My time in Laos

Well here I am laying on my bed in a hotel in the capital of Laos, Vientiane making my first proper blog entry in over a week. What a week it has been!
I left Bangkok on a small turbo prop plane bound for Laos on appropriately enough an airline called Laos airlines. 1 hour later and I was waiting in the cue for my visa. It costs $30 US for a visa and you are meant to provide 2 photographs but I couldn’t find mine (there ended up being under the laptop in the computer bag) but they didn’t seem to mind and gave me one anyway. Perhaps it was because I had been here last year, who knows.
I only had 2 jobs that I needed to achieve that afternoon and that was to exchange some Australian money to US dollars and Laos Kip.
The Laos are much better at mathematics then the Thai people as they accept the dollar, kip and Thai baht all over the country and are very quick at working out the appropriate exchange rate.
The other job was to buy a Tigo sim card and walk to their office to get my phone and laptop set up to be able to access the internet. I got there only to find out that it was a public holiday and the office was closed! I couldn’t believe my luck! I tried calling them 2 days later to get it done but they insisted I had to attend their head office in person to get it organised.
As the buses to Lak Sao (where I was headed) departed at 5,6 and 7 am I wasn’t going to be able to make it the next day either.
The next morning found me on the 7am bus (you didn’t think I was going to get up any earlier did you) bound for Lak Sao. Lak Sao is in the Bolikhamxai province and is due east of the capital although you have to follow the winding Mekong river for half the way.

Some of you have no idea what I am doing here so let me briefly explain.
My brother and I plus a third party (lets call him Sammy) have formed a company and we have been doing research for the last two years regarding a tree known as Agarwood. We have been buying plantation trees from a few local farmers and using some new technology which injects a stimulant into the tree which forces the tree to make small amounts of dark wood which is what we wish to sell. In the past these trees have been illegally cut down in the search for this rare dark wood and now there are almost none left. There are plenty growing in plantations but apart from this technology no one has been able to work out how to produce the dark wood. We believe these kits work and purchased some as well as some trees two years ago and now was the time to harvest them and to see what results we had achieved.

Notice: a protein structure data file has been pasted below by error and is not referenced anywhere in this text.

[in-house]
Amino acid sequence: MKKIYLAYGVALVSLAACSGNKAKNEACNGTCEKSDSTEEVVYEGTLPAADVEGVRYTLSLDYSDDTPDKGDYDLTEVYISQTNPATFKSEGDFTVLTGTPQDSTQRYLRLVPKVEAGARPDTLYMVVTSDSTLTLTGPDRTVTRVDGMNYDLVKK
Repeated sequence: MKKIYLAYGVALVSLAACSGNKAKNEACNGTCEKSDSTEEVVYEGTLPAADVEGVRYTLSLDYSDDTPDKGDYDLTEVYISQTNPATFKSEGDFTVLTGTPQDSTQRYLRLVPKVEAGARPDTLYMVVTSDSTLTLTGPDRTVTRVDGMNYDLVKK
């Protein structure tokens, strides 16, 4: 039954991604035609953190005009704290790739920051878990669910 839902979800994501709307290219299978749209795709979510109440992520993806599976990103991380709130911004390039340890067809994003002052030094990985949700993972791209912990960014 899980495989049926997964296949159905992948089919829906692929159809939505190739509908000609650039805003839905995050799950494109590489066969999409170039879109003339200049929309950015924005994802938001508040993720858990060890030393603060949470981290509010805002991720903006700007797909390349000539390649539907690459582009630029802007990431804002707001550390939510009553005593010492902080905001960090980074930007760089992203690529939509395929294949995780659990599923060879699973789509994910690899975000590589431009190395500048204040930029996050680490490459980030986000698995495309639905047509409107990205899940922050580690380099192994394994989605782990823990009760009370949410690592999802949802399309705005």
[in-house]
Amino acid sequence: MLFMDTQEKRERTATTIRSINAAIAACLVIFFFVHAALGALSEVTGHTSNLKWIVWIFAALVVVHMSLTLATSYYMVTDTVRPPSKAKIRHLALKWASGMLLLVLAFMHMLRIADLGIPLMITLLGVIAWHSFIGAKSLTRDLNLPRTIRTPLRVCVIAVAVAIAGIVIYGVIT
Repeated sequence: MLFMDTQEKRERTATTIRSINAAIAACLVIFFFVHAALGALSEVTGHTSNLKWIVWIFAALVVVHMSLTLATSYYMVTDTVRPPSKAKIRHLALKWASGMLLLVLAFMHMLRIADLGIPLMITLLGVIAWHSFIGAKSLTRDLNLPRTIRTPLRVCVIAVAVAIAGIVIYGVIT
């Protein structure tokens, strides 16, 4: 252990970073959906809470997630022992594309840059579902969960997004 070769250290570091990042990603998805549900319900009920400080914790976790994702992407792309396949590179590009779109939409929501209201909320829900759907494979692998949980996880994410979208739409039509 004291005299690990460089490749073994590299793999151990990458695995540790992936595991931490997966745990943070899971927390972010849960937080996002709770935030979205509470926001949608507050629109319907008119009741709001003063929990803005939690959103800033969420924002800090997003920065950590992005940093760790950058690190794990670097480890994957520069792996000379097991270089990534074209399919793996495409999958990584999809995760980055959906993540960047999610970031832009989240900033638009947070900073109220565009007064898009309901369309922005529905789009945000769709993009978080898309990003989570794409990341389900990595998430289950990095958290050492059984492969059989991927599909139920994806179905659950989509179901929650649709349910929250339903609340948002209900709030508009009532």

We had lined up a team of 20 carvers and Paul Sammy and I arrived to direct traffic.
We have leased a research block for 10 years and next door to that is a house where the carvers worked and the carvers from out of town lived as well as Paul.
We also had 2 cooks/cleaners to keep us and the team all well fed.
The owner of the company who provided us with the kits plus 3 of his staff where also there, all up a team of around 30 people so it was quite a circus!
My bus was full before we even left and the first stop was 2 kms down the road outside a plastic chair shop where the bus driver jumped out and purchased about 20 chairs for the people standing in the aisle to sit on. I was lucky as I ended up with 4 young girls from Holland sitting in the aisle next to me so it was good to have someone to talk to for the duration of the trip.
The trip took 7 hours and I called my brother when I arrived and he came and picked me up from the bus station a few minutes later. The farm is about 4 kms from town along the main road to the Vietnam border which is 30 kms away.
It was great to see him again as it had been 6 months since we had last been together. After a quick catch up it time for me to have a crash course on the Agarwood game and find out what they had learnt in the 4 days that him and Sammy had been there.

More to come….

A good map of Laos can be found here.

3 responses to “My time in Laos

  1. wow that sound wonderful trip . hope you back to laos again
    nith
    http://www.redbubble.com/people/nith

  2. Pingback: Loas trip part 3 (final) « Life in rural Thailand

  3. I should have read this post before the next…I was wondering about the wood, trees, what they were all about. Very interesting process.

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